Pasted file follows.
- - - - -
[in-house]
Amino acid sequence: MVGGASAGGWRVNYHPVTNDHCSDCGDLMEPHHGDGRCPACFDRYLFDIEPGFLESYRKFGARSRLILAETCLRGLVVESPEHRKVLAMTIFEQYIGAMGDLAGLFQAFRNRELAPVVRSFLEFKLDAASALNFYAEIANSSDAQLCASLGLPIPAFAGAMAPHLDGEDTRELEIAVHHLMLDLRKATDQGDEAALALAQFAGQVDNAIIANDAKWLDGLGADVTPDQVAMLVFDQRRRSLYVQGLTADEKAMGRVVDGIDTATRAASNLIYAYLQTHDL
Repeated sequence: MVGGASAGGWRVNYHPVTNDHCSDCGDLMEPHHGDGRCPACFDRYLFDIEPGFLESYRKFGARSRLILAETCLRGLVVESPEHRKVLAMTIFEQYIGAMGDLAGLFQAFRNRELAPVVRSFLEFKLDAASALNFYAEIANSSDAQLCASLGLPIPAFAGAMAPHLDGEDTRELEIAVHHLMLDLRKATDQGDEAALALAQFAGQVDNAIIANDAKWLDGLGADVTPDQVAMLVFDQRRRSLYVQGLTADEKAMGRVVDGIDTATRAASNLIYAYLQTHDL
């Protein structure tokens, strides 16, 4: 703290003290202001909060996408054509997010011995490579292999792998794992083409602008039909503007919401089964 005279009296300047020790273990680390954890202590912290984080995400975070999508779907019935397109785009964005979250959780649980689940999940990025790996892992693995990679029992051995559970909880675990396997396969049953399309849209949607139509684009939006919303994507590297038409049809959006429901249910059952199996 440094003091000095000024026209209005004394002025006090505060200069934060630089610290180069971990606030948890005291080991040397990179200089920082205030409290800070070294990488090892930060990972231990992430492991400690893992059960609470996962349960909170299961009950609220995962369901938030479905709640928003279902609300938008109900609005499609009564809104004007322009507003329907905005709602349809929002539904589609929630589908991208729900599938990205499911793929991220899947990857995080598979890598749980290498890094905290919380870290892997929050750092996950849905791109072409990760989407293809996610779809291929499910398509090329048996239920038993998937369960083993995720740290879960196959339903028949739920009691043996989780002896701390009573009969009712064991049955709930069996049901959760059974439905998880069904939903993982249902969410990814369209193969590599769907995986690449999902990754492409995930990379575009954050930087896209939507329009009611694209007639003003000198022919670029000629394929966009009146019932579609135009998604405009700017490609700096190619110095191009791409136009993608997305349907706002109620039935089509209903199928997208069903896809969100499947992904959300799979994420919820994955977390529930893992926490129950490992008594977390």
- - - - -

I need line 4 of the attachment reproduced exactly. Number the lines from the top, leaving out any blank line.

């Protein structure tokens, strides 16, 4: 703290003290202001909060996408054509997010011995490579292999792998794992083409602008039909503007919401089964 005279009296300047020790273990680390954890202590912290984080995400975070999508779907019935397109785009964005979250959780649980689940999940990025790996892992693995990679029992051995559970909880675990396997396969049953399309849209949607139509684009939006919303994507590297038409049809959006429901249910059952199996 440094003091000095000024026209209005004394002025006090505060200069934060630089610290180069971990606030948890005291080991040397990179200089920082205030409290800070070294990488090892930060990972231990992430492991400690893992059960609470996962349960909170299961009950609220995962369901938030479905709640928003279902609300938008109900609005499609009564809104004007322009507003329907905005709602349809929002539904589609929630589908991208729900599938990205499911793929991220899947990857995080598979890598749980290498890094905290919380870290892997929050750092996950849905791109072409990760989407293809996610779809291929499910398509090329048996239920038993998937369960083993995720740290879960196959339903028949739920009691043996989780002896701390009573009969009712064991049955709930069996049901959760059974439905998880069904939903993982249902969410990814369209193969590599769907995986690449999902990754492409995930990379575009954050930087896209939507329009009611694209007639003003000198022919670029000629394929966009009146019932579609135009998604405009700017490609700096190619110095191009791409136009993608997305349907706002109620039935089509209903199928997208069903896809969100499947992904959300799979994420919820994955977390529930893992926490129950490992008594977390």